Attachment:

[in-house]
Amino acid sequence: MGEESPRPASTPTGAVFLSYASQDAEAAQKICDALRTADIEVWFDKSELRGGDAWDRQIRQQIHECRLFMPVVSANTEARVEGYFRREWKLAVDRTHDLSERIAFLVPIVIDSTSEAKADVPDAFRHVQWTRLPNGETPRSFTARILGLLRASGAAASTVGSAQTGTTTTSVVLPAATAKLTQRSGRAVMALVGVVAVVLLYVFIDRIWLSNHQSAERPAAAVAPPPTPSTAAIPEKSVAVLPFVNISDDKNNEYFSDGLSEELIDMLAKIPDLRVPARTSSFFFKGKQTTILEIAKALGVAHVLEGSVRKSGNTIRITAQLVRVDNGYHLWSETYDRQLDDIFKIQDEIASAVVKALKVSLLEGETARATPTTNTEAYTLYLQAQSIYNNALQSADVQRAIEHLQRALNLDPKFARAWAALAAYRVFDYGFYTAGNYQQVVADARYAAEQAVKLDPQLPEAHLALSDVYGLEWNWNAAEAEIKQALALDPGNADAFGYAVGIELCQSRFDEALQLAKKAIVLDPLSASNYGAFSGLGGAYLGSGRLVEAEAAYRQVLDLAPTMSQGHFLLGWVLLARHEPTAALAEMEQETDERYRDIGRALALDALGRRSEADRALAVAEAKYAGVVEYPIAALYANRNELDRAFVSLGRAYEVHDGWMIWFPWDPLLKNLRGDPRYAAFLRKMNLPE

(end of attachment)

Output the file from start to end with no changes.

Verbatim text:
[in-house]
Amino acid sequence: MGEESPRPASTPTGAVFLSYASQDAEAAQKICDALRTADIEVWFDKSELRGGDAWDRQIRQQIHECRLFMPVVSANTEARVEGYFRREWKLAVDRTHDLSERIAFLVPIVIDSTSEAKADVPDAFRHVQWTRLPNGETPRSFTARILGLLRASGAAASTVGSAQTGTTTTSVVLPAATAKLTQRSGRAVMALVGVVAVVLLYVFIDRIWLSNHQSAERPAAAVAPPPTPSTAAIPEKSVAVLPFVNISDDKNNEYFSDGLSEELIDMLAKIPDLRVPARTSSFFFKGKQTTILEIAKALGVAHVLEGSVRKSGNTIRITAQLVRVDNGYHLWSETYDRQLDDIFKIQDEIASAVVKALKVSLLEGETARATPTTNTEAYTLYLQAQSIYNNALQSADVQRAIEHLQRALNLDPKFARAWAALAAYRVFDYGFYTAGNYQQVVADARYAAEQAVKLDPQLPEAHLALSDVYGLEWNWNAAEAEIKQALALDPGNADAFGYAVGIELCQSRFDEALQLAKKAIVLDPLSASNYGAFSGLGGAYLGSGRLVEAEAAYRQVLDLAPTMSQGHFLLGWVLLARHEPTAALAEMEQETDERYRDIGRALALDALGRRSEADRALAVAEAKYAGVVEYPIAALYANRNELDRAFVSLGRAYEVHDGWMIWFPWDPLLKNLRGDPRYAAFLRKMNLPE